Although, other identified peptides from HEWL were found to be competitive (MKR, RGY and VAW) or uncompetitive (FESNFNTQATNR) inhibitors (Rao et al. 2012; Asoodeh et al. 2012), the kinetic results showed that the mechanism of ACE inhibition of the identified peptides were both non-competitive (Fig. 4a, b). This means that they bind to a site other than the substrate-binding site on the enzyme and enzyme-substrate complex (Palmer 2001), while competitive inhibitors (MKR, RGY and VAW) reported by Rao et al. (2012) can interact with the active sites of ACE and prevent substrate binding. The difference in the structure of the inhibitory peptides can lead to have various ACE inhibition patterns. Non-competitive inhibitors do not affect the combination of the substrate with the enzyme, but affect only enzyme reaction velocity (Palmer 2001). The structure of the inhibitory peptides has an important role in the ACE inhibition pattern. The presence of positively charged C-terminal arginine or lysine residues in some inhibitors can affect on ACE inhibitory activity (Li et al. 2004). Some ACE inhibitor peptides with positive charge at their C-termini have been isolated from various sources, such as HEWL (FESNFNTQATNR and MKR) (Asoodeh et al. 2012; Rao et al. 2012), sardine muscle (AKK) (Matsui et al. 1994), chicken muscle (FQKPKR) (Fujita et al. 2000), α-lactalbumin (WLAHK) (Pihlanto-Leppälä et al. 2000), recombinant human casein (YPER) (Nakagomi et al. 2000), and human serum albumin (YLYEIAR and AFKAWAVAR) (Nakagomi et al. 1998; Nakagomi et al. 2000). Besides, there is an aliphatic residue (Val) at N-terminal of the F9 peptide, which can contribute in its ACE inhibitory potential, as is confirmed by other studies (Li et al. 2004). Kinetic studies showed that the slope and intercept on the 1/[V] of a primary Lineweaver–Burk plot are altered in the presence of peptides, but intercept on the 1/[S0] is unchanged (Fig. 4a, b). The inhibitor constant (Ki) is determined from the intercept on the [I0] axis of the secondary plot of 1/Vmax′ (Vmax in the presence of peptide) or the slope of primary plot against [I0] (data not shown). Table 1 shows the kinetic parameters for the F2 and F9 peptides. A large value of Ki indicates a low affinity between enzyme and inhibitor. On comparing Ki of the F2 (7.5 μM) and F9 peptide (69.7 μM), it will be evident that the F2 peptide acts as a non-competitive inhibitor with a higher affinity to ACE.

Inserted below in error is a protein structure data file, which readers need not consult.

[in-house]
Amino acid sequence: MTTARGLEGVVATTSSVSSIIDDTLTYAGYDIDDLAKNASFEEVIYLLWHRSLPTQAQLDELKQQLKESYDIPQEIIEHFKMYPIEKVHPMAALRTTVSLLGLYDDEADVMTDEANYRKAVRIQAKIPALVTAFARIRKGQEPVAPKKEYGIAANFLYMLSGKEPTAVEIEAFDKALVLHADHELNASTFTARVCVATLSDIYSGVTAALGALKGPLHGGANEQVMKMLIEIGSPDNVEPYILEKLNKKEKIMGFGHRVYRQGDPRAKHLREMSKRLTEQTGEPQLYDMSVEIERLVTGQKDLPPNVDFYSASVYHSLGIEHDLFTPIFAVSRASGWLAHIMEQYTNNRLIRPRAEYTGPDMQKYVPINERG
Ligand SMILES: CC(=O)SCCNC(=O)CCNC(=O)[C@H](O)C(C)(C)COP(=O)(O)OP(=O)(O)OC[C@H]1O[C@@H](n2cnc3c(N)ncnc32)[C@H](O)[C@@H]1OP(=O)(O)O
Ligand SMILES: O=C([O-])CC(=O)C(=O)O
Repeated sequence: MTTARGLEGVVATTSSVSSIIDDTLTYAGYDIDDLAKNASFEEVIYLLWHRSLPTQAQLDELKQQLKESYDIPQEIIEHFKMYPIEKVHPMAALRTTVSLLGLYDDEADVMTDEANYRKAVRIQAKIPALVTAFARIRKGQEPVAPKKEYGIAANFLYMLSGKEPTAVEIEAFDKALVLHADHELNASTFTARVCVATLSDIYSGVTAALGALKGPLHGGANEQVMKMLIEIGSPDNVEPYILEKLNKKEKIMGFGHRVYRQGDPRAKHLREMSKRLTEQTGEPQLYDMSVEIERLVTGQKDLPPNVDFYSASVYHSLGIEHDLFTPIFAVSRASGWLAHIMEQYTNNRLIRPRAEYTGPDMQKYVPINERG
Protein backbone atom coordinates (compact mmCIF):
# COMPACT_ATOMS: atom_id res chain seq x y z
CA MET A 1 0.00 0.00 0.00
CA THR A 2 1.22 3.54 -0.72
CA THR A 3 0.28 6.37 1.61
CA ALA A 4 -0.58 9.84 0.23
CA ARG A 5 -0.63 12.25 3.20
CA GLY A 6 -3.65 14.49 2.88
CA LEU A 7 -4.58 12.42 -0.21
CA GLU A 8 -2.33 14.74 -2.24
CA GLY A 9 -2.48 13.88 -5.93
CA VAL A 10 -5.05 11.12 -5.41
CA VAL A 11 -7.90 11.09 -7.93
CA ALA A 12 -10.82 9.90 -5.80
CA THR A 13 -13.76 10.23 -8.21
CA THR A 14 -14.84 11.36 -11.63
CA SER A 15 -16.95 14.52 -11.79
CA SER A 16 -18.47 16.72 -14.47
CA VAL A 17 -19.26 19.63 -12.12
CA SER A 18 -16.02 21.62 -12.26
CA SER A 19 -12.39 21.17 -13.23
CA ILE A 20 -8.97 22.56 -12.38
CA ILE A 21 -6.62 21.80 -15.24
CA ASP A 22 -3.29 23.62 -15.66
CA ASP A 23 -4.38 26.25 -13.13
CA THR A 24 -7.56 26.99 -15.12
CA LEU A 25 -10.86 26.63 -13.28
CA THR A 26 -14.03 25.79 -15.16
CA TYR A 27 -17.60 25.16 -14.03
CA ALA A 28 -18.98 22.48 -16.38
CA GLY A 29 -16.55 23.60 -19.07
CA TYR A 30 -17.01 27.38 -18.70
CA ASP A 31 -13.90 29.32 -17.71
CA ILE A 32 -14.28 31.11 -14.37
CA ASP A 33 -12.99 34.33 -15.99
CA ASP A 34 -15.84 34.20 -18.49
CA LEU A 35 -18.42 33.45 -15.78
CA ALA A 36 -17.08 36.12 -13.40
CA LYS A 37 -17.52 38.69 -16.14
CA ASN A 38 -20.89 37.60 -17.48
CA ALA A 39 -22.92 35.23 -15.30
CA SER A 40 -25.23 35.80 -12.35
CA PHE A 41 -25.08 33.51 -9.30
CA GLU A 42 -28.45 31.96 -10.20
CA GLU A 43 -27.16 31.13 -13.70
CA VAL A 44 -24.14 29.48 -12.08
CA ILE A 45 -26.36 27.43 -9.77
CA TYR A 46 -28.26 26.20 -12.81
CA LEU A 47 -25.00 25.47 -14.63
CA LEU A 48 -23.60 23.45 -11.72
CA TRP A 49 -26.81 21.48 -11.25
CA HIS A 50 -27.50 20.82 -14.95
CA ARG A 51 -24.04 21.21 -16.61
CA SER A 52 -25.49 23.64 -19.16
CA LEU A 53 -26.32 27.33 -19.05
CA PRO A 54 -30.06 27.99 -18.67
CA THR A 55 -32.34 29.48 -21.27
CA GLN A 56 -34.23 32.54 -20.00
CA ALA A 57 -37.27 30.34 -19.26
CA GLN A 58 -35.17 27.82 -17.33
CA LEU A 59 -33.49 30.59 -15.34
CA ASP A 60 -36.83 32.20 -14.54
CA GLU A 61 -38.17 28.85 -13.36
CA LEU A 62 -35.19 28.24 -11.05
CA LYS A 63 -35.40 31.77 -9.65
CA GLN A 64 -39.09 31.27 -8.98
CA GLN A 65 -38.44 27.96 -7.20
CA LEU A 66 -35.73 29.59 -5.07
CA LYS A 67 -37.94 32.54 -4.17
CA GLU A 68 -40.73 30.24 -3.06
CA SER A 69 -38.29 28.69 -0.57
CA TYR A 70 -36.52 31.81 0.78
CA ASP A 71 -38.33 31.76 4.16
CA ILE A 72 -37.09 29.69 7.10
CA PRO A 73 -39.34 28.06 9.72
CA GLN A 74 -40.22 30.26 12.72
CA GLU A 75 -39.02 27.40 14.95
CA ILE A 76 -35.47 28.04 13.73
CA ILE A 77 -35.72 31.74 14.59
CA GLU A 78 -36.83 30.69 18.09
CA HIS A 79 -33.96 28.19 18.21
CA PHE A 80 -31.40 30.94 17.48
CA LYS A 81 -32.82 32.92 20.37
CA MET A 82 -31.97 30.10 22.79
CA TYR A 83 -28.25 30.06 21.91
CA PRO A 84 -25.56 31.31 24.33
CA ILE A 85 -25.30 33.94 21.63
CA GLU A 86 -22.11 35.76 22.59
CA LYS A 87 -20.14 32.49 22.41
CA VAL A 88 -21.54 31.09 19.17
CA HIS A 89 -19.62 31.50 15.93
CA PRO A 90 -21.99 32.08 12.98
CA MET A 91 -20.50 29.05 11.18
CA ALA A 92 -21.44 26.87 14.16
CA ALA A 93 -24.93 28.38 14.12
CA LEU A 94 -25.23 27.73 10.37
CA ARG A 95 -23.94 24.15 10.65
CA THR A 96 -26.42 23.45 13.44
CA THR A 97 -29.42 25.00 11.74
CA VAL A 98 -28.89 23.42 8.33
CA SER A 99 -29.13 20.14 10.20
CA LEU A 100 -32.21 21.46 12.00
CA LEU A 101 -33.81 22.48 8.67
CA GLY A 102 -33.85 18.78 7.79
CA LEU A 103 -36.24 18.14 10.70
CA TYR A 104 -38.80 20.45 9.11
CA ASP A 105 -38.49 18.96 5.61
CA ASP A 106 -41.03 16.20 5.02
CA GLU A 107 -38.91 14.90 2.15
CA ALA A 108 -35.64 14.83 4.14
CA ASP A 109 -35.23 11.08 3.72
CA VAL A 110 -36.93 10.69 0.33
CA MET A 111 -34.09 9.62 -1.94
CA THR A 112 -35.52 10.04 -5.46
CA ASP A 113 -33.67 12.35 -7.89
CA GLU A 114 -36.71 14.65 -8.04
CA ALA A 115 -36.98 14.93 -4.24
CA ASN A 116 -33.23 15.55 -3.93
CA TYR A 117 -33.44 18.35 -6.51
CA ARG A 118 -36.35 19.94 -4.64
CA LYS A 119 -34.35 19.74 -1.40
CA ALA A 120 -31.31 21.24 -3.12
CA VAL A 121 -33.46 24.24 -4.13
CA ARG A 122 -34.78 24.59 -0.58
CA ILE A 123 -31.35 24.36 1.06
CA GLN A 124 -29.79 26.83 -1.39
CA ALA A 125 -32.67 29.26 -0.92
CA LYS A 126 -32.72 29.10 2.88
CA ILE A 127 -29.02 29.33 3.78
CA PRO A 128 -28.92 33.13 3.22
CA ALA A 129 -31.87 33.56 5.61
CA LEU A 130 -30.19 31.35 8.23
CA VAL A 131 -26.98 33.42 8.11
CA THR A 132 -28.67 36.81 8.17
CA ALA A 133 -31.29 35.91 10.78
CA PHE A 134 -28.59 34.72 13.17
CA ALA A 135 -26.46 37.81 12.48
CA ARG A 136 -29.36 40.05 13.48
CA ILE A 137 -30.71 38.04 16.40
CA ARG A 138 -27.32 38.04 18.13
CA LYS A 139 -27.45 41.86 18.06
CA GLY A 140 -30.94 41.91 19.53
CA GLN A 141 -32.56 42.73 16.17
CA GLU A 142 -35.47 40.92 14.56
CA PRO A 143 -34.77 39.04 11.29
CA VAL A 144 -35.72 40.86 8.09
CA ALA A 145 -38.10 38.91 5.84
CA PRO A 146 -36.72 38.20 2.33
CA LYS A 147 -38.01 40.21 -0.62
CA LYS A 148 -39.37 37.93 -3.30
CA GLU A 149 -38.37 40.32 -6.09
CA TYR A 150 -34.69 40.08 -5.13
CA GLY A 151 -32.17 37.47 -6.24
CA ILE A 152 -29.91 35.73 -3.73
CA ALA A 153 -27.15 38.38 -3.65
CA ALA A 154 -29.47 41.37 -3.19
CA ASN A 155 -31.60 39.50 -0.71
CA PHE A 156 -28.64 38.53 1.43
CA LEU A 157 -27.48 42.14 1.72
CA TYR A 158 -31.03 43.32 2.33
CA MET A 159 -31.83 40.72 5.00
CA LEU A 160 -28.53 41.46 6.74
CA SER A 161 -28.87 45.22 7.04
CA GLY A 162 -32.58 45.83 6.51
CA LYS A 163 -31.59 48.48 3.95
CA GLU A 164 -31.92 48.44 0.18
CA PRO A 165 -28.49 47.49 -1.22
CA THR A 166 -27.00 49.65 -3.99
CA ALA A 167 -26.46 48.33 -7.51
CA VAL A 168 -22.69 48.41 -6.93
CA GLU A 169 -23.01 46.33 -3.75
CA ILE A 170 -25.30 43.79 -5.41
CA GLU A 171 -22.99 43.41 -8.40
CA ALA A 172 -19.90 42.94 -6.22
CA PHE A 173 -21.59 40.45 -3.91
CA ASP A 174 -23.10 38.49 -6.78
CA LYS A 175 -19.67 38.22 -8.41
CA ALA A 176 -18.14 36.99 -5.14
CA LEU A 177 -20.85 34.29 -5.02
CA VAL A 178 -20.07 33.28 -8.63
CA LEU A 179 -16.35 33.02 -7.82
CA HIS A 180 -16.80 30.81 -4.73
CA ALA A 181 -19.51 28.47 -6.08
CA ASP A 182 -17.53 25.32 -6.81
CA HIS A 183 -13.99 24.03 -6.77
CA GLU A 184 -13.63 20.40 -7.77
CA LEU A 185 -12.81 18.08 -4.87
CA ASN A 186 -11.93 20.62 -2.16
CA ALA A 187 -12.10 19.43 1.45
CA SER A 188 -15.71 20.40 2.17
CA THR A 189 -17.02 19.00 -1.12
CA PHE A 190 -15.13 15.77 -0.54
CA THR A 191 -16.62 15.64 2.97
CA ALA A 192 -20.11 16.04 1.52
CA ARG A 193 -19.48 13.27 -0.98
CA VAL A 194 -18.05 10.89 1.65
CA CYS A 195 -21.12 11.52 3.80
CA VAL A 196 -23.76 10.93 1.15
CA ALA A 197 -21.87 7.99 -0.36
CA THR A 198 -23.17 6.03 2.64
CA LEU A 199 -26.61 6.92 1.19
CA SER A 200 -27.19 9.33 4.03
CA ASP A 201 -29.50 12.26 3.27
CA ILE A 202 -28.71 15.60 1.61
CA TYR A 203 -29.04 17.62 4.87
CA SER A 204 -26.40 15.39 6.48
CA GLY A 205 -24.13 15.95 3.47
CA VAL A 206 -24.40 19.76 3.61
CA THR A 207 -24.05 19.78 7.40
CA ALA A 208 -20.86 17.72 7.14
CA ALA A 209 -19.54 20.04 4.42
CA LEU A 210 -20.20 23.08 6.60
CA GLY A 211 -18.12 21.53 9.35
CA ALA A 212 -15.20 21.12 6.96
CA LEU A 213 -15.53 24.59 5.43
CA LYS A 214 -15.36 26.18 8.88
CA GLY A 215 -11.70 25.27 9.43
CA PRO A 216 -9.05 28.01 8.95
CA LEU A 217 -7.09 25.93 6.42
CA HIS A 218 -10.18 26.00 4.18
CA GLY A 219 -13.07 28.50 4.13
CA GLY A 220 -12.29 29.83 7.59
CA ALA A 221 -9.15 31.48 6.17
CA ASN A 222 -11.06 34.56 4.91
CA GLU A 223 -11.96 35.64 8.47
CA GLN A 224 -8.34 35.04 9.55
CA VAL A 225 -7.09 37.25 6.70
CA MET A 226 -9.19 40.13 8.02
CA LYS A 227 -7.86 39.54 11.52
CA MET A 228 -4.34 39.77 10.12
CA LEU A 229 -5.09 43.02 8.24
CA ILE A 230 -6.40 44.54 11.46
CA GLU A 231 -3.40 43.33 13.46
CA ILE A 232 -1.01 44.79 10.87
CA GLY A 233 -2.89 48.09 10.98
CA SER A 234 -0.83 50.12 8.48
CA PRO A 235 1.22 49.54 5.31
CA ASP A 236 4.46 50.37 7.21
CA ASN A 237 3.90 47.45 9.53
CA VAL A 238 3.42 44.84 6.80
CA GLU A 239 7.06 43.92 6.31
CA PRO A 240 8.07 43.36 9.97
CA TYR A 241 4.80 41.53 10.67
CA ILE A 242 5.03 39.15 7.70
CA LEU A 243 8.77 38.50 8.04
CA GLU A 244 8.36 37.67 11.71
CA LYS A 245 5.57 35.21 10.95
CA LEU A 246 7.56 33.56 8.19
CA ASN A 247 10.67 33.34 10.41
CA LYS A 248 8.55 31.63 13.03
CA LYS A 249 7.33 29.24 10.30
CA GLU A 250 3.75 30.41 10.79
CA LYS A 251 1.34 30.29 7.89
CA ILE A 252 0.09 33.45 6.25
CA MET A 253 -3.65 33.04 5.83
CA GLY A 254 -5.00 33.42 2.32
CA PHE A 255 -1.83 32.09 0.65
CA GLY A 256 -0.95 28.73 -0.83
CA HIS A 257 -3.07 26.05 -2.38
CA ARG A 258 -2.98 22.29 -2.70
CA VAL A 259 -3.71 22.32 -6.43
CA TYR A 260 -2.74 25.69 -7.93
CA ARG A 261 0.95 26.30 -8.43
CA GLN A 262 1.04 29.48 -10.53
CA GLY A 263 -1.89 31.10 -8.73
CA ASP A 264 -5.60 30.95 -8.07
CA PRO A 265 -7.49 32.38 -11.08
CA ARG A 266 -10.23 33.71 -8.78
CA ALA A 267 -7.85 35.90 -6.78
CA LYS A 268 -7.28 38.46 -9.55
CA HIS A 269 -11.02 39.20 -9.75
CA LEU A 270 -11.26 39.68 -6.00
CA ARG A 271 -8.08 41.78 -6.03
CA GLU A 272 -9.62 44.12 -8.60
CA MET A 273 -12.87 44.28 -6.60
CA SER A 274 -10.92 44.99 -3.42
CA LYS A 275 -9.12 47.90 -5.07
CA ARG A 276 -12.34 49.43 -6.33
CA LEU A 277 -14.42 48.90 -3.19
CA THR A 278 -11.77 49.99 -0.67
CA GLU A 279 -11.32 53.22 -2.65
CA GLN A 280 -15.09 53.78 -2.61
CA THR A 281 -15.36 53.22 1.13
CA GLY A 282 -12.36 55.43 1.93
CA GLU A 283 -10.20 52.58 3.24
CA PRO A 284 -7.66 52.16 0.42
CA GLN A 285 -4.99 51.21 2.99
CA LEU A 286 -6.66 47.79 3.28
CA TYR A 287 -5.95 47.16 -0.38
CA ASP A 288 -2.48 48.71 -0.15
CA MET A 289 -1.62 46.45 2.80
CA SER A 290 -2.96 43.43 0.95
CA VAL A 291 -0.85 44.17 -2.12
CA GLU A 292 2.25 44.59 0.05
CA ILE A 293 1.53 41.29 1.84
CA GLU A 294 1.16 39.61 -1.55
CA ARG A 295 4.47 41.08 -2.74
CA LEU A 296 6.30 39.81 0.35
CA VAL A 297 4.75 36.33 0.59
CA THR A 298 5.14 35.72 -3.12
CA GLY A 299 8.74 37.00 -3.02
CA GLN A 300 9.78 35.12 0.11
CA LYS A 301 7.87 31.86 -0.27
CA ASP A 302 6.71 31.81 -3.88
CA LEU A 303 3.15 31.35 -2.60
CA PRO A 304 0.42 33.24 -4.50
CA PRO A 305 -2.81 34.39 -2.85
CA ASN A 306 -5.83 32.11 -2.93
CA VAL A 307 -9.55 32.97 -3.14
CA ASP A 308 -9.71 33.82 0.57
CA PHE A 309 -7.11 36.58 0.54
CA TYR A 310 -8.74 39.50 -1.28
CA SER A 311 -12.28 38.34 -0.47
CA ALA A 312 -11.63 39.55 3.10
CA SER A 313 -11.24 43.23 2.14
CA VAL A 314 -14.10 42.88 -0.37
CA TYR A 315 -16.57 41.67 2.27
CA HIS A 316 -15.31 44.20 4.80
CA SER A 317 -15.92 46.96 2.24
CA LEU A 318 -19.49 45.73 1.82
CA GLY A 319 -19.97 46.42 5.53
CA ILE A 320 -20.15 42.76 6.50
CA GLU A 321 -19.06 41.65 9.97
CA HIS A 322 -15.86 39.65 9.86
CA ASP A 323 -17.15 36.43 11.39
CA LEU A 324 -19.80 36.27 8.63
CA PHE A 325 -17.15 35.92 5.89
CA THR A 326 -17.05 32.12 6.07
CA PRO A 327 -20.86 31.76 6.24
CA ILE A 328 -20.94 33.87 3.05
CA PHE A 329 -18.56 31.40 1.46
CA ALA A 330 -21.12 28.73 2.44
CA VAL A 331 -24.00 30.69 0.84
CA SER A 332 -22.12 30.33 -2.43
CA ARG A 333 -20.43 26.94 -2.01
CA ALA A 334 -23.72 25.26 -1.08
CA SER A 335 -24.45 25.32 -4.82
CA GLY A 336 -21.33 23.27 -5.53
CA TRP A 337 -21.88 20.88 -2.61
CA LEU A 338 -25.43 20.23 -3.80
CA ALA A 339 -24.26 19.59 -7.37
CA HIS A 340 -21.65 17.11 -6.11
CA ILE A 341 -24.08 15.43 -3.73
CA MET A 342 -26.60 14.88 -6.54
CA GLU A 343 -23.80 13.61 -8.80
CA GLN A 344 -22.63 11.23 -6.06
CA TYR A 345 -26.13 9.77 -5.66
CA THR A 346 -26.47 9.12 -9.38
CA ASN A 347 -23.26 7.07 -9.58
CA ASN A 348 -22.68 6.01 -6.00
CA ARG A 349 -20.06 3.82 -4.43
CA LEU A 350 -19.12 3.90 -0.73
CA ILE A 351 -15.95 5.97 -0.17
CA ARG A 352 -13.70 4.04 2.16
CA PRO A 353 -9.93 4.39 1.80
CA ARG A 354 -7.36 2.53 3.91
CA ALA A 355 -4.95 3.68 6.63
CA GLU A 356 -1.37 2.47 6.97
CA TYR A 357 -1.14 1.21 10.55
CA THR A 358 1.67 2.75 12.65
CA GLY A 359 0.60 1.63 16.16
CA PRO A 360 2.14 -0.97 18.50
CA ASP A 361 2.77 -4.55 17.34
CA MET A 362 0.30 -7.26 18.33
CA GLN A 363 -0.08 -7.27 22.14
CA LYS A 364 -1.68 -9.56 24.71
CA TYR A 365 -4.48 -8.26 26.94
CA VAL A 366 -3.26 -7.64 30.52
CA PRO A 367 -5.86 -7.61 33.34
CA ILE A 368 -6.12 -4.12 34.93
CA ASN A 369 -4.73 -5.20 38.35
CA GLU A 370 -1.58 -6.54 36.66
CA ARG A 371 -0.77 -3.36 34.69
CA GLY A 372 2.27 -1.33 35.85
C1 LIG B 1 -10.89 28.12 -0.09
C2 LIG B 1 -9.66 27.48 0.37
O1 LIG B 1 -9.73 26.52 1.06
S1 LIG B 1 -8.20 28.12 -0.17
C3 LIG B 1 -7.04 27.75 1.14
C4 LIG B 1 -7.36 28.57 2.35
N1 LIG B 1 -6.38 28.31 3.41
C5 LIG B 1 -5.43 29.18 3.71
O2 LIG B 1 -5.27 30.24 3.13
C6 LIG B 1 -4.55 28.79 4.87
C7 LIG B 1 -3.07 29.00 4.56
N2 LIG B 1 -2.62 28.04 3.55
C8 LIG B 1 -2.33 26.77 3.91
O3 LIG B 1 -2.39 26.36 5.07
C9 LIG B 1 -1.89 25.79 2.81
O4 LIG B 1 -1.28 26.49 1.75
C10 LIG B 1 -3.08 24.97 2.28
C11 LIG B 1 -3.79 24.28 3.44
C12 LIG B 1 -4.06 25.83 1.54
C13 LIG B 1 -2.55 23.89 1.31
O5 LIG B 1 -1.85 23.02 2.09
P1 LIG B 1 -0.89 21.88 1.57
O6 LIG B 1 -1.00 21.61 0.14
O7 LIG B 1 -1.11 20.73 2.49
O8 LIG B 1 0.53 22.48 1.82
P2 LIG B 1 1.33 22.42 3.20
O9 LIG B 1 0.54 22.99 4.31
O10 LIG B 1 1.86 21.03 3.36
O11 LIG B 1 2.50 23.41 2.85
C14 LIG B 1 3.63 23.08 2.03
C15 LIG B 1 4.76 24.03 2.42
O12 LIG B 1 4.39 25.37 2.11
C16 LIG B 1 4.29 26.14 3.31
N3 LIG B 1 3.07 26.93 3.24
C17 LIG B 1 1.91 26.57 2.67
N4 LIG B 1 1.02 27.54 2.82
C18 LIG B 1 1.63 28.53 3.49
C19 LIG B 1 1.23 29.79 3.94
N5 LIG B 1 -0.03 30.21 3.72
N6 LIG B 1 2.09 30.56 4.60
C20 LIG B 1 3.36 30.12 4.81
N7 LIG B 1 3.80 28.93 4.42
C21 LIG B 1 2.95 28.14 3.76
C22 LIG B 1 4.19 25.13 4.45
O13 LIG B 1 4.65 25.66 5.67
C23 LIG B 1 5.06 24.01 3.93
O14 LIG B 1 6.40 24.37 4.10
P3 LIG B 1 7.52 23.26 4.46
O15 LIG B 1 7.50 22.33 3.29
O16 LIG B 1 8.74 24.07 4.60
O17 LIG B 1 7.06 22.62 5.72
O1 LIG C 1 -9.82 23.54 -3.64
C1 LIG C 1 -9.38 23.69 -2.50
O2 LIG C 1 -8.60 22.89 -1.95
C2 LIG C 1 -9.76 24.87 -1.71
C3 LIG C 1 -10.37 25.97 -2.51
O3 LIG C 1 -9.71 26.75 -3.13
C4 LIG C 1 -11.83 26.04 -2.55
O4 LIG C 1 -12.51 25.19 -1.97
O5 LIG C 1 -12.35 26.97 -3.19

Fig. 4

a The Lineweaver–Burk plots of ACE inhibition by F2, and b F9 peptides. ACE inhibitory activity was measured in the absence or presence of the inhibitory peptides (filled diamond, control; filled circle, 0.01 mg/mL; filled triangle, 0.02 mg/mL). 1/S and 1/V indicate the reciprocal substrate concentration and velocity, respectively

Table 1

The kinetic parameters for the F2 and F9 peptides were measured and compared to the control



F2 peptide (0.01 mg/mL)

F2 peptide (0.02 mg/mL)

F9 (0.01 mg/mL)

F9 (0.02 mg/mL)

Km (mM)






Vmax or Vmaxa (mM/min)−1






Ki (μM)





Km is unchanged in the absence and presence of inhibitor peptide, while Vmax is altered, which shows ACE inhibition mechanisms of the peptides are both non-competitive

aVmax′ is Vmax in the presence of inhibitory peptide

Conclusion Remarks

HEWL hydrolysates are known to contain bioactive peptides such as ACE inhibitory, antioxidant and antimicrobial peptides. In this study, the most active peptides were F2 (NTDGSTDYGILQINSR) and F9 (VFGR) and identified as new ACE inhibitory peptides. The purified peptides both non-competitive inhibited ACE. The results of CD spectroscopy showed that there are significant changes in ACE conformation upon the interaction with F2 peptide as denoted by an alpha-helix content decrease and a coil content increase. These changes are indicative of a mild denaturation with loss of enzymatic activity. Two identified peptides can serve as lead compounds in the preparation of functional foods and antihypertensive drugs. However, more detailed researches as an indication of their ACE inhibitory activity in vivo are required.


This work was financially supported by Mashhad-Branch, Islamic Azad University and Ferdowsi University of Mashhad, Mashhad, Iran. The authors gratefully acknowledge Institute of Biotechnology, Ferdowsi University of Mashhad, Mashhad, Iran for beneficial help.

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© Springer Science+Business Media, LLC 2012